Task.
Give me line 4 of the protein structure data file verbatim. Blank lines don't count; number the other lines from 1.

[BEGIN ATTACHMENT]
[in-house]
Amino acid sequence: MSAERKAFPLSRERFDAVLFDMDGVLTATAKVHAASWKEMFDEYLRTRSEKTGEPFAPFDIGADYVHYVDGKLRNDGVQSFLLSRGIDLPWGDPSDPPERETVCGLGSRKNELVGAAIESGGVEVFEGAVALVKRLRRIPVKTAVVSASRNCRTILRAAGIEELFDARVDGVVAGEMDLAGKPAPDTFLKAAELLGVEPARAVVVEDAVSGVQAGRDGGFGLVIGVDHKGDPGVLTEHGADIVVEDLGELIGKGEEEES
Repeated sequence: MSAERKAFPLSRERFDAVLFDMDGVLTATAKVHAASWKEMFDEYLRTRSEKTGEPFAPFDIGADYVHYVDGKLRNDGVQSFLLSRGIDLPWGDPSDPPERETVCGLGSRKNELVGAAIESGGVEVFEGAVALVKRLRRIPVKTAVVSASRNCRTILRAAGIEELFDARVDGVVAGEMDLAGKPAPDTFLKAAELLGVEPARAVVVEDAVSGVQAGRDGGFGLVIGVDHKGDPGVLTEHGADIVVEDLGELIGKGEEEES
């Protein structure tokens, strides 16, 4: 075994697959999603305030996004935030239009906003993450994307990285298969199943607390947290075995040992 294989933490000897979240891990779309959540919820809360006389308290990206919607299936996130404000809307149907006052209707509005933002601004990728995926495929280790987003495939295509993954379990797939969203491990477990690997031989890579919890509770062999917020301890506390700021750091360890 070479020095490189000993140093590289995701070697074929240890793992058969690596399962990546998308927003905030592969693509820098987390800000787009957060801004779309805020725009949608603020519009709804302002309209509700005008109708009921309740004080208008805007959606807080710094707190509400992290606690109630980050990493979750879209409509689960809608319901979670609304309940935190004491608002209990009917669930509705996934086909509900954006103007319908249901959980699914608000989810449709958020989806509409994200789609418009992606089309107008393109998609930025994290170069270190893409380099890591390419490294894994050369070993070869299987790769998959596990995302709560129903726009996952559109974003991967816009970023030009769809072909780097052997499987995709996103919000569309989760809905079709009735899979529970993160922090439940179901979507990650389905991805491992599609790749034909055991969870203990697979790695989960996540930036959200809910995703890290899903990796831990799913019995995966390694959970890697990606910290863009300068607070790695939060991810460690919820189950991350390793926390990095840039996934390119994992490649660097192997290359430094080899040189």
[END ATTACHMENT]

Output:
């Protein structure tokens, strides 16, 4: 075994697959999603305030996004935030239009906003993450994307990285298969199943607390947290075995040992 294989933490000897979240891990779309959540919820809360006389308290990206919607299936996130404000809307149907006052209707509005933002601004990728995926495929280790987003495939295509993954379990797939969203491990477990690997031989890579919890509770062999917020301890506390700021750091360890 070479020095490189000993140093590289995701070697074929240890793992058969690596399962990546998308927003905030592969693509820098987390800000787009957060801004779309805020725009949608603020519009709804302002309209509700005008109708009921309740004080208008805007959606807080710094707190509400992290606690109630980050990493979750879209409509689960809608319901979670609304309940935190004491608002209990009917669930509705996934086909509900954006103007319908249901959980699914608000989810449709958020989806509409994200789609418009992606089309107008393109998609930025994290170069270190893409380099890591390419490294894994050369070993070869299987790769998959596990995302709560129903726009996952559109974003991967816009970023030009769809072909780097052997499987995709996103919000569309989760809905079709009735899979529970993160922090439940179901979507990650389905991805491992599609790749034909055991969870203990697979790695989960996540930036959200809910995703890290899903990796831990799913019995995966390694959970890697990606910290863009300068607070790695939060991810460690919820189950991350390793926390990095840039996934390119994992490649660097192997290359430094080899040189």